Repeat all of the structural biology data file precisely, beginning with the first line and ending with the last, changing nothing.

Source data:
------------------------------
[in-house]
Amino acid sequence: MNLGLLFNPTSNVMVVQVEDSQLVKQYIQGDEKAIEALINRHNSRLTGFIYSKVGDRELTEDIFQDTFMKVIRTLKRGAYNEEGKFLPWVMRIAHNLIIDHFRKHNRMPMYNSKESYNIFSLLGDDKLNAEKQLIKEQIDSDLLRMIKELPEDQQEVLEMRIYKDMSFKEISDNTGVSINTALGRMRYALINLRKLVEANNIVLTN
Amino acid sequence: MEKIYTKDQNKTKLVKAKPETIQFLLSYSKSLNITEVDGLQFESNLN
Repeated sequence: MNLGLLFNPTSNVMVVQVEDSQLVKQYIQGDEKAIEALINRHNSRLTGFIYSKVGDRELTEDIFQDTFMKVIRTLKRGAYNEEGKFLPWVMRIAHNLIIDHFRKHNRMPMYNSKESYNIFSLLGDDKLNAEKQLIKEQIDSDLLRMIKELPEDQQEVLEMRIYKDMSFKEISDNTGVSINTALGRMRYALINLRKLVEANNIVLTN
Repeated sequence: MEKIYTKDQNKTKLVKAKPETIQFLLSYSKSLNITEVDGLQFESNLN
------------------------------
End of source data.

[in-house]
Amino acid sequence: MNLGLLFNPTSNVMVVQVEDSQLVKQYIQGDEKAIEALINRHNSRLTGFIYSKVGDRELTEDIFQDTFMKVIRTLKRGAYNEEGKFLPWVMRIAHNLIIDHFRKHNRMPMYNSKESYNIFSLLGDDKLNAEKQLIKEQIDSDLLRMIKELPEDQQEVLEMRIYKDMSFKEISDNTGVSINTALGRMRYALINLRKLVEANNIVLTN
Amino acid sequence: MEKIYTKDQNKTKLVKAKPETIQFLLSYSKSLNITEVDGLQFESNLN
Repeated sequence: MNLGLLFNPTSNVMVVQVEDSQLVKQYIQGDEKAIEALINRHNSRLTGFIYSKVGDRELTEDIFQDTFMKVIRTLKRGAYNEEGKFLPWVMRIAHNLIIDHFRKHNRMPMYNSKESYNIFSLLGDDKLNAEKQLIKEQIDSDLLRMIKELPEDQQEVLEMRIYKDMSFKEISDNTGVSINTALGRMRYALINLRKLVEANNIVLTN
Repeated sequence: MEKIYTKDQNKTKLVKAKPETIQFLLSYSKSLNITEVDGLQFESNLN